HMS Vanguard - pilot's quick thinking prevented carnage | Nostalgia
My recent interview about the dramatic departure of HMS Vanguard from Portsmouth with Alan Neal, the former helmsman of the tug RFA Advice, prompted these memories from TIM KING, a former defence correspondent with The News.
Tim King writes: Most of Alan's memories are spot on and his dramatic description of the Royal Navy’s last battleship going adrift in the Channel is a revelation, but I must pick up on some details.
From my vantage point on the bridge, I watched Vanguard begin to veer to starboard towards No1 mooring buoy soon after we got under way and long before she approached the Still & West.
Senior pilot Roy Otley – undoubtedly the hero of the hour when his split-second action to order first the starboard then the port anchors to be dropped where the flukes hooked on to the old floating bridge chains to drag the ship away from the Still & West and certain carnage – counteracted the swing by bringing the forward towing tugs Antic and Capable to the port side.
But they lacked the power to deal with the 44,000 tons of ‘dead ship’ and she then began to veer to port.
I was taking exclusive pictures on my camera right from the start of the tow and one of them clearly shows the battleship’s bows veering to port towards an aircraft carrier (I believe it was HMS Centaur) berthed at North Corner.
It was obvious even at that early stage that the tow was in deep trouble as Antic and Capable had already crossed back to the starboard side. Their hawsers were straining in a vain effort to shift Vanguard back on course.
My photo gives a panoramic view of the harbour entrance and Spithead.
It also shows the Cunard liner Queen Elizabeth passing en route from Southampton to New York – and there are no sea-going tugs yet in sight.
My information from the Assistant Queen’s Harbourmaster, Commander West, was that the planned changeover of hawsers between harbour and sea-going tugs was not supposed to happen until after the battleship had cleared the entrance.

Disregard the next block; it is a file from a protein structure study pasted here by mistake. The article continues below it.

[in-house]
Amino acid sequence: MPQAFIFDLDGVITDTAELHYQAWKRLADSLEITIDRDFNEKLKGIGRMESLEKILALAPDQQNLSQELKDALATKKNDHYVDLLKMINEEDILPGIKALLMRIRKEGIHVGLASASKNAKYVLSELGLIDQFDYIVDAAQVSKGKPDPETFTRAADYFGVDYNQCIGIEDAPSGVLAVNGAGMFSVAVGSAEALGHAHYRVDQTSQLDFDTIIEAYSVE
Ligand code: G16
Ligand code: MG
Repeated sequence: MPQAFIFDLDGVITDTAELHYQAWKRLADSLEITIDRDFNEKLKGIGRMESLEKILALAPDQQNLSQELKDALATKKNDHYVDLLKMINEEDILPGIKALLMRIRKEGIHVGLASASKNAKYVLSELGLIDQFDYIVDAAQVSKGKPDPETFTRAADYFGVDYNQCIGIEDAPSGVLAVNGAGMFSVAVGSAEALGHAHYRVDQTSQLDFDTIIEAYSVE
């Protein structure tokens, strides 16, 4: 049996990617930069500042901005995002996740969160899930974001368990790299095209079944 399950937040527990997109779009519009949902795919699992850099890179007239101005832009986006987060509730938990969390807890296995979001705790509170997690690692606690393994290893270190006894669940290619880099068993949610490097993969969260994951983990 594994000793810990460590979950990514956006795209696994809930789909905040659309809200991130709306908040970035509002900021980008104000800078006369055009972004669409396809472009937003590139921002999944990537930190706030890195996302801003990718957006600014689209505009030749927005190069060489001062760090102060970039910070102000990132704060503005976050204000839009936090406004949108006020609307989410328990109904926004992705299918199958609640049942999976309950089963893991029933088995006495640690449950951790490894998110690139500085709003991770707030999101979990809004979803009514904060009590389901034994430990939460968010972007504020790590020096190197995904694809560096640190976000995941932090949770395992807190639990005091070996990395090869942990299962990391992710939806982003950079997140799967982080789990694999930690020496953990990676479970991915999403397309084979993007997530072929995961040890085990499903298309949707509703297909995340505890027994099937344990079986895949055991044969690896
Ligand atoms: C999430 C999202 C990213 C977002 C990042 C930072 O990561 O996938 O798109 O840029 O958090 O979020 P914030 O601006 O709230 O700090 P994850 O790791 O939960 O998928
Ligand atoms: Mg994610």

Looking at the famous aerial photo taken by Evening News chief photographer Roy West it is difficult to see what effect RFA Advice could have had to influence the inevitable grounding as she was firmly secured to Vanguard’s port side amidships.
I question Alan’s claim that Vanguard didn’t go aground. She drew 28ft below the waterline at her bows and later Queen’s Harbourmaster Captain B Pengelly told me: ‘The ship was lightly bedded in about 12 inches of mud and as soon as the big tugs from Spithead applied their pull to the stern she came away easily.’ Undoubtedly, the anchors had prevented the bows slicing deep into the seabed.
Just before Britain’s last and most powerful battleship disappeared over the horizon for good, AQHM Commander West took a look around the bridge and into the chart house, now a shambles of torn cables and rusting plates, and recalled sadly: ‘Spent many a night there.’ He had been Vanguard’s navigating officer and had seen the last firing of her 15-inch guns.
Vanguard eventually made it to the warships' graveyard at Faslane after the drama off the Cornish coast.
However, the Queen Elizabeth-class battleship HMS Warspite (32,000 tons), which fought at Jutland in the First World War and had a distinguished Second World War record, defied her executioners there for eight years.
'She left Portsmouth towed by two sea-going tugs on April 19, 1947, for Faslane.’
But she ran into a severe storm and the hawser of one of the tugs snapped – ironically it was Bustler which was 13 years later to speed in from Spithead to help end Vanguard’s 45-minute reprieve and then form one of the trio hauling her to her doom – and the other tug, Melinda, had to slip her cable.
Warspite was first driven ashore at Cudden Point, refloated herself and then went hard aground in Prussia Cove. Several salvage operations failed and she was beached off St Michael’s Mount where she finally disappeared under the ship breakers’ blow torches in 1955.
My recent photograph of the camping trams on Hayling Island was seen by Richard Newman who tells me the photographs were from about 1948.
He says the white trim under the bumper is a reminder of the blackout during the London blitz.
Richard believes that one of the trams ended up somewhere in the Meon Valley where the top deck was removed.
However, the bulk of the vehicle ended up at the Crich Tramway Museum in Matlock, Derbyshire, where the top floor was replaced.